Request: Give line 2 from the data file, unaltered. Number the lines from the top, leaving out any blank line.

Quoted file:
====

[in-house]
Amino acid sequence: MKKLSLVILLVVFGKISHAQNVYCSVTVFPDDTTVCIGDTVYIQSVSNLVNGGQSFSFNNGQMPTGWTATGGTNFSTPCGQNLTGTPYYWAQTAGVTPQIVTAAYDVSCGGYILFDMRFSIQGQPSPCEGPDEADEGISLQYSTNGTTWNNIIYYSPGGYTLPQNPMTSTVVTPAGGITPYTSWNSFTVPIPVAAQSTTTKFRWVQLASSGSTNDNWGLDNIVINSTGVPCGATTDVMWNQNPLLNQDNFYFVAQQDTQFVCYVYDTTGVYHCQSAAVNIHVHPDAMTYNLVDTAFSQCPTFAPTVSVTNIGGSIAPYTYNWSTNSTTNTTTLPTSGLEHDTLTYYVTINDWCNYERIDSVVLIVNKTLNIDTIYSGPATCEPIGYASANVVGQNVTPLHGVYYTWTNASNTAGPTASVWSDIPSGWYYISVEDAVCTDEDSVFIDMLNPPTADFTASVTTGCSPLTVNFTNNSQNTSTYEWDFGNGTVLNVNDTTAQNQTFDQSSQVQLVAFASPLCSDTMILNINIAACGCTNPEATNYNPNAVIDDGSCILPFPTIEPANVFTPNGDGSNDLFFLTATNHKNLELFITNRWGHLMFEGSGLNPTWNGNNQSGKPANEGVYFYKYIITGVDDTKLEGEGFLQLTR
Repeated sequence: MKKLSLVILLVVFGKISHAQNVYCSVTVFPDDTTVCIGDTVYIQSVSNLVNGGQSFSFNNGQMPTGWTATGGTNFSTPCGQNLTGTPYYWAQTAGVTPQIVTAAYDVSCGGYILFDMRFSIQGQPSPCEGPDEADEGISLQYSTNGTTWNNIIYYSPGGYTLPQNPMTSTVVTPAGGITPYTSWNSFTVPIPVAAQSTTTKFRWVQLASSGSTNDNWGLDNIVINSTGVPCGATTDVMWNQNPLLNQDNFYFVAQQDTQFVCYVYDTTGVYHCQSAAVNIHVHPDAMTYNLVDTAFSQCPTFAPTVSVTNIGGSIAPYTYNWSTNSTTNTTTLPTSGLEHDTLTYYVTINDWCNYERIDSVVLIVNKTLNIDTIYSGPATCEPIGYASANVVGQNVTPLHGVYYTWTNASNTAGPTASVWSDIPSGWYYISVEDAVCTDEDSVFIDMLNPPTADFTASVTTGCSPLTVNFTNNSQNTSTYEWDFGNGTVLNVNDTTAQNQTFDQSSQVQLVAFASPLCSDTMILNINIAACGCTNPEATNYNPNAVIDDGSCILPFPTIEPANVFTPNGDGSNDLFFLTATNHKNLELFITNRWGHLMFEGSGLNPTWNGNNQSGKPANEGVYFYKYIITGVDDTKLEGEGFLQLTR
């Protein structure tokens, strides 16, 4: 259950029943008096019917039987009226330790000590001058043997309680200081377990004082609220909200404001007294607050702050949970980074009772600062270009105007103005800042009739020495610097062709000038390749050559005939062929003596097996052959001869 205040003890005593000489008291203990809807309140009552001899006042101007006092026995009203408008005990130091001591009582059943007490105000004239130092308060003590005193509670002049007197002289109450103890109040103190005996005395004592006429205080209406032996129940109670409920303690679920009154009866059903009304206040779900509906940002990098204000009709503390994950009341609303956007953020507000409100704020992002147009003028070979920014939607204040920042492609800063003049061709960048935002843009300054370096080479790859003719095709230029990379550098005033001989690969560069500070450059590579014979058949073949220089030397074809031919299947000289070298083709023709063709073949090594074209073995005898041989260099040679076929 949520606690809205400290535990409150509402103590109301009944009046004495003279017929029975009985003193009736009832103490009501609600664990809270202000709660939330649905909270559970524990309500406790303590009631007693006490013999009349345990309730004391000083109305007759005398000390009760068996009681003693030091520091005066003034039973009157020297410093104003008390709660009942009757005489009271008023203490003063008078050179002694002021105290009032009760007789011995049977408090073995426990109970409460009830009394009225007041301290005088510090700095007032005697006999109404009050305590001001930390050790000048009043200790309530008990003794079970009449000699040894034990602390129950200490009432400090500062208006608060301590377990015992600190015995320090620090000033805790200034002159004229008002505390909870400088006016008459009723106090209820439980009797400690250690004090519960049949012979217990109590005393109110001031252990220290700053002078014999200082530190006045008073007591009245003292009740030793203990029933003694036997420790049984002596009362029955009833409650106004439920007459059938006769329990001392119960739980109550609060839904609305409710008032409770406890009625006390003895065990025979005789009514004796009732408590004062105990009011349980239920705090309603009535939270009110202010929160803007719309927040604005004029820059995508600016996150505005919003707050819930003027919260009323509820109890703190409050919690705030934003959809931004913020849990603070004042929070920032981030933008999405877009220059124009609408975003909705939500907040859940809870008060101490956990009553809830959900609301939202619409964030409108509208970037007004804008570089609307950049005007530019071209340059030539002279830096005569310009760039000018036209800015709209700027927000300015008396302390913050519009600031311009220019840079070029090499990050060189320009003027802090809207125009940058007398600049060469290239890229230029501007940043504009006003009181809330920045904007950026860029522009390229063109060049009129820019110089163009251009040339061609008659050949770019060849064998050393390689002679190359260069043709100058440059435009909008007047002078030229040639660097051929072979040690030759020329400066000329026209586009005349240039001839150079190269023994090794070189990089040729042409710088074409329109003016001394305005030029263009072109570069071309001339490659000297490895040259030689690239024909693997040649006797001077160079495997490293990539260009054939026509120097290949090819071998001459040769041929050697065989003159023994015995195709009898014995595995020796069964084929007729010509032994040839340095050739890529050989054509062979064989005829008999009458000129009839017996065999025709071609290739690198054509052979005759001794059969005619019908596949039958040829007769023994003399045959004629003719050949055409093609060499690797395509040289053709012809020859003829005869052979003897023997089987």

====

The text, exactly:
Amino acid sequence: MKKLSLVILLVVFGKISHAQNVYCSVTVFPDDTTVCIGDTVYIQSVSNLVNGGQSFSFNNGQMPTGWTATGGTNFSTPCGQNLTGTPYYWAQTAGVTPQIVTAAYDVSCGGYILFDMRFSIQGQPSPCEGPDEADEGISLQYSTNGTTWNNIIYYSPGGYTLPQNPMTSTVVTPAGGITPYTSWNSFTVPIPVAAQSTTTKFRWVQLASSGSTNDNWGLDNIVINSTGVPCGATTDVMWNQNPLLNQDNFYFVAQQDTQFVCYVYDTTGVYHCQSAAVNIHVHPDAMTYNLVDTAFSQCPTFAPTVSVTNIGGSIAPYTYNWSTNSTTNTTTLPTSGLEHDTLTYYVTINDWCNYERIDSVVLIVNKTLNIDTIYSGPATCEPIGYASANVVGQNVTPLHGVYYTWTNASNTAGPTASVWSDIPSGWYYISVEDAVCTDEDSVFIDMLNPPTADFTASVTTGCSPLTVNFTNNSQNTSTYEWDFGNGTVLNVNDTTAQNQTFDQSSQVQLVAFASPLCSDTMILNINIAACGCTNPEATNYNPNAVIDDGSCILPFPTIEPANVFTPNGDGSNDLFFLTATNHKNLELFITNRWGHLMFEGSGLNPTWNGNNQSGKPANEGVYFYKYIITGVDDTKLEGEGFLQLTR